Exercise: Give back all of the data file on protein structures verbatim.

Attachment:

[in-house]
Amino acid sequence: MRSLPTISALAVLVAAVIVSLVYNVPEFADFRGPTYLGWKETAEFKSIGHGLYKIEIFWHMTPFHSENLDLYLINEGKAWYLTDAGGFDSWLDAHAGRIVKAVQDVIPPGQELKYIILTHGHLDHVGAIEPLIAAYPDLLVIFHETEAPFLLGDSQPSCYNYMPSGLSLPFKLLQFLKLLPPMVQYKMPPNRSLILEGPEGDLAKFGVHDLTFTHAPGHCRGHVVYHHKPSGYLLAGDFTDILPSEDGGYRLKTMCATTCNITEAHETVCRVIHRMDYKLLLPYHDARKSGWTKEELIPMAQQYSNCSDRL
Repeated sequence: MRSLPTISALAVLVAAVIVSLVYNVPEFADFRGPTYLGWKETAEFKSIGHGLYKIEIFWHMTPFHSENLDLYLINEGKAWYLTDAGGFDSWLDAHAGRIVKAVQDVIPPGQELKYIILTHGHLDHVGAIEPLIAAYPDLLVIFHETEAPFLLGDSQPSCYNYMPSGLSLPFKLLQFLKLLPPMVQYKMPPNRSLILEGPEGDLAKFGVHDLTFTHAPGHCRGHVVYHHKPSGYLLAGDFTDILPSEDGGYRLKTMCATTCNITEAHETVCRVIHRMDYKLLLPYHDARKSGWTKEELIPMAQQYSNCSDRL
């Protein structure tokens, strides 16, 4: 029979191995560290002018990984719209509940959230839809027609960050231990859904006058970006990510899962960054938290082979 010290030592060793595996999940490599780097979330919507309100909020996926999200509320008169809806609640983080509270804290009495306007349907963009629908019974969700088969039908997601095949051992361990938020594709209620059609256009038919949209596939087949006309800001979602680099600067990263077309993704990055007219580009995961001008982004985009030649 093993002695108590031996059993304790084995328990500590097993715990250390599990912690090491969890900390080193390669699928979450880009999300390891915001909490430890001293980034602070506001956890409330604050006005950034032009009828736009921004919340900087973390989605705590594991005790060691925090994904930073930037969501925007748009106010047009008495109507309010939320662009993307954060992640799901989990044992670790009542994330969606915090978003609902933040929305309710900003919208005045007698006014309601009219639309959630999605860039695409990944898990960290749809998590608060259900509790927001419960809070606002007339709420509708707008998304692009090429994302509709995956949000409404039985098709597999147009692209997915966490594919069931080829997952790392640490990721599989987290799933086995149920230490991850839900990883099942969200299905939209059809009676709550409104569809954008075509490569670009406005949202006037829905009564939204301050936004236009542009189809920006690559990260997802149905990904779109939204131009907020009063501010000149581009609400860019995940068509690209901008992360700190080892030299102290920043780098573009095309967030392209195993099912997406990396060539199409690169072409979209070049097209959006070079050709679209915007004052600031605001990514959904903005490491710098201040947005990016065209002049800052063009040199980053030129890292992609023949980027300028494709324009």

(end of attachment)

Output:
[in-house]
Amino acid sequence: MRSLPTISALAVLVAAVIVSLVYNVPEFADFRGPTYLGWKETAEFKSIGHGLYKIEIFWHMTPFHSENLDLYLINEGKAWYLTDAGGFDSWLDAHAGRIVKAVQDVIPPGQELKYIILTHGHLDHVGAIEPLIAAYPDLLVIFHETEAPFLLGDSQPSCYNYMPSGLSLPFKLLQFLKLLPPMVQYKMPPNRSLILEGPEGDLAKFGVHDLTFTHAPGHCRGHVVYHHKPSGYLLAGDFTDILPSEDGGYRLKTMCATTCNITEAHETVCRVIHRMDYKLLLPYHDARKSGWTKEELIPMAQQYSNCSDRL
Repeated sequence: MRSLPTISALAVLVAAVIVSLVYNVPEFADFRGPTYLGWKETAEFKSIGHGLYKIEIFWHMTPFHSENLDLYLINEGKAWYLTDAGGFDSWLDAHAGRIVKAVQDVIPPGQELKYIILTHGHLDHVGAIEPLIAAYPDLLVIFHETEAPFLLGDSQPSCYNYMPSGLSLPFKLLQFLKLLPPMVQYKMPPNRSLILEGPEGDLAKFGVHDLTFTHAPGHCRGHVVYHHKPSGYLLAGDFTDILPSEDGGYRLKTMCATTCNITEAHETVCRVIHRMDYKLLLPYHDARKSGWTKEELIPMAQQYSNCSDRL
């Protein structure tokens, strides 16, 4: 029979191995560290002018990984719209509940959230839809027609960050231990859904006058970006990510899962960054938290082979 010290030592060793595996999940490599780097979330919507309100909020996926999200509320008169809806609640983080509270804290009495306007349907963009629908019974969700088969039908997601095949051992361990938020594709209620059609256009038919949209596939087949006309800001979602680099600067990263077309993704990055007219580009995961001008982004985009030649 093993002695108590031996059993304790084995328990500590097993715990250390599990912690090491969890900390080193390669699928979450880009999300390891915001909490430890001293980034602070506001956890409330604050006005950034032009009828736009921004919340900087973390989605705590594991005790060691925090994904930073930037969501925007748009106010047009008495109507309010939320662009993307954060992640799901989990044992670790009542994330969606915090978003609902933040929305309710900003919208005045007698006014309601009219639309959630999605860039695409990944898990960290749809998590608060259900509790927001419960809070606002007339709420509708707008998304692009090429994302509709995956949000409404039985098709597999147009692209997915966490594919069931080829997952790392640490990721599989987290799933086995149920230490991850839900990883099942969200299905939209059809009676709550409104569809954008075509490569670009406005949202006037829905009564939204301050936004236009542009189809920006690559990260997802149905990904779109939204131009907020009063501010000149581009609400860019995940068509690209901008992360700190080892030299102290920043780098573009095309967030392209195993099912997406990396060539199409690169072409979209070049097209959006070079050709679209915007004052600031605001990514959904903005490491710098201040947005990016065209002049800052063009040199980053030129890292992609023949980027300028494709324009």